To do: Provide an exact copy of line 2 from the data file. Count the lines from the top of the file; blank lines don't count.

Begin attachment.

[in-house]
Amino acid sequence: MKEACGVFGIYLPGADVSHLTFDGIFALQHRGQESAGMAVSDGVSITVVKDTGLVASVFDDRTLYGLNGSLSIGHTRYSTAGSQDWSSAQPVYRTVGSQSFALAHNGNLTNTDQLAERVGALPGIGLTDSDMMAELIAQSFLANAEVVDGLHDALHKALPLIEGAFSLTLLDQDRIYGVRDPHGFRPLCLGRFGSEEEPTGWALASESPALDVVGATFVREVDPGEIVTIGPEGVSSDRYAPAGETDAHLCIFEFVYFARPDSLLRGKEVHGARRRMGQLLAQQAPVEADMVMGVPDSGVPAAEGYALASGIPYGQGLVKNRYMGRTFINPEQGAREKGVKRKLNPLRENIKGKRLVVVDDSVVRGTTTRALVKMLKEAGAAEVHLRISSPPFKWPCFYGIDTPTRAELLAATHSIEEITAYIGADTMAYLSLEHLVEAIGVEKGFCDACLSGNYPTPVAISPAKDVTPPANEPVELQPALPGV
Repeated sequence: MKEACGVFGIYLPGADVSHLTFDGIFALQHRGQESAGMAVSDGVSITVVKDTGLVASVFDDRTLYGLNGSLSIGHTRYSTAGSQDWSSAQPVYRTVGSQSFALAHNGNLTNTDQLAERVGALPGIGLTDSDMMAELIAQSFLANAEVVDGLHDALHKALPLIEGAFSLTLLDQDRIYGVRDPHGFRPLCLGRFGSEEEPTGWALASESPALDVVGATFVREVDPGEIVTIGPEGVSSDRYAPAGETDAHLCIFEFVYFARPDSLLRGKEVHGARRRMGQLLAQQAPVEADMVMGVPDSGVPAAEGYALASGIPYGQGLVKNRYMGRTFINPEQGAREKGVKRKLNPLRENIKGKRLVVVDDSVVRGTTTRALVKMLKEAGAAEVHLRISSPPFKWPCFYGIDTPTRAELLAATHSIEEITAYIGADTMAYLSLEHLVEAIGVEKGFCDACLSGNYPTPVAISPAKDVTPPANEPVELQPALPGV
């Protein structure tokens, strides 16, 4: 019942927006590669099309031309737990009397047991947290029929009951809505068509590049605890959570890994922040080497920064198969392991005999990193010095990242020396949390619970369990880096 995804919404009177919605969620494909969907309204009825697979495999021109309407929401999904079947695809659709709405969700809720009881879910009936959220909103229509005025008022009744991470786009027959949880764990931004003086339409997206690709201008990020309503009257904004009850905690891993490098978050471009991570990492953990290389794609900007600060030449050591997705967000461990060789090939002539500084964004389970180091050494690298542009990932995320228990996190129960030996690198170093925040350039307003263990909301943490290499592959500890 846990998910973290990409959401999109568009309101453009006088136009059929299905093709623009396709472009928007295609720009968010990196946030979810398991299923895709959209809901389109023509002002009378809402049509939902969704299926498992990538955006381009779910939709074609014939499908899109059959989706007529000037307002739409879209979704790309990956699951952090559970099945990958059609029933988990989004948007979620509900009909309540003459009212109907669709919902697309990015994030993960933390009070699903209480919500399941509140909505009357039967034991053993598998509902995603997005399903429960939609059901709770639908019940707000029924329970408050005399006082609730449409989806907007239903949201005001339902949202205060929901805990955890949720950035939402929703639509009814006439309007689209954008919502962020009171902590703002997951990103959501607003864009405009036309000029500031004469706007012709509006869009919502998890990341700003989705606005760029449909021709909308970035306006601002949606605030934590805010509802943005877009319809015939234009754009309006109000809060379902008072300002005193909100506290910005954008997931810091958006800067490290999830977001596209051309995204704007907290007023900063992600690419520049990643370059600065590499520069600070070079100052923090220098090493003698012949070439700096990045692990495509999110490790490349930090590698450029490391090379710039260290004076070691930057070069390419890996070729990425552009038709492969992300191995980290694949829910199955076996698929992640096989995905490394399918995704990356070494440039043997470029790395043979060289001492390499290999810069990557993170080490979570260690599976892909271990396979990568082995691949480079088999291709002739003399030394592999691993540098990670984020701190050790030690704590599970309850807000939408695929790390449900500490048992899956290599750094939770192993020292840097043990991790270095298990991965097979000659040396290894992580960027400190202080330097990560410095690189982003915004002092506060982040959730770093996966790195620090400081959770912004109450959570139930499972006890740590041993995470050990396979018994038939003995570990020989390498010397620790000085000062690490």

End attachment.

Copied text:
Amino acid sequence: MKEACGVFGIYLPGADVSHLTFDGIFALQHRGQESAGMAVSDGVSITVVKDTGLVASVFDDRTLYGLNGSLSIGHTRYSTAGSQDWSSAQPVYRTVGSQSFALAHNGNLTNTDQLAERVGALPGIGLTDSDMMAELIAQSFLANAEVVDGLHDALHKALPLIEGAFSLTLLDQDRIYGVRDPHGFRPLCLGRFGSEEEPTGWALASESPALDVVGATFVREVDPGEIVTIGPEGVSSDRYAPAGETDAHLCIFEFVYFARPDSLLRGKEVHGARRRMGQLLAQQAPVEADMVMGVPDSGVPAAEGYALASGIPYGQGLVKNRYMGRTFINPEQGAREKGVKRKLNPLRENIKGKRLVVVDDSVVRGTTTRALVKMLKEAGAAEVHLRISSPPFKWPCFYGIDTPTRAELLAATHSIEEITAYIGADTMAYLSLEHLVEAIGVEKGFCDACLSGNYPTPVAISPAKDVTPPANEPVELQPALPGV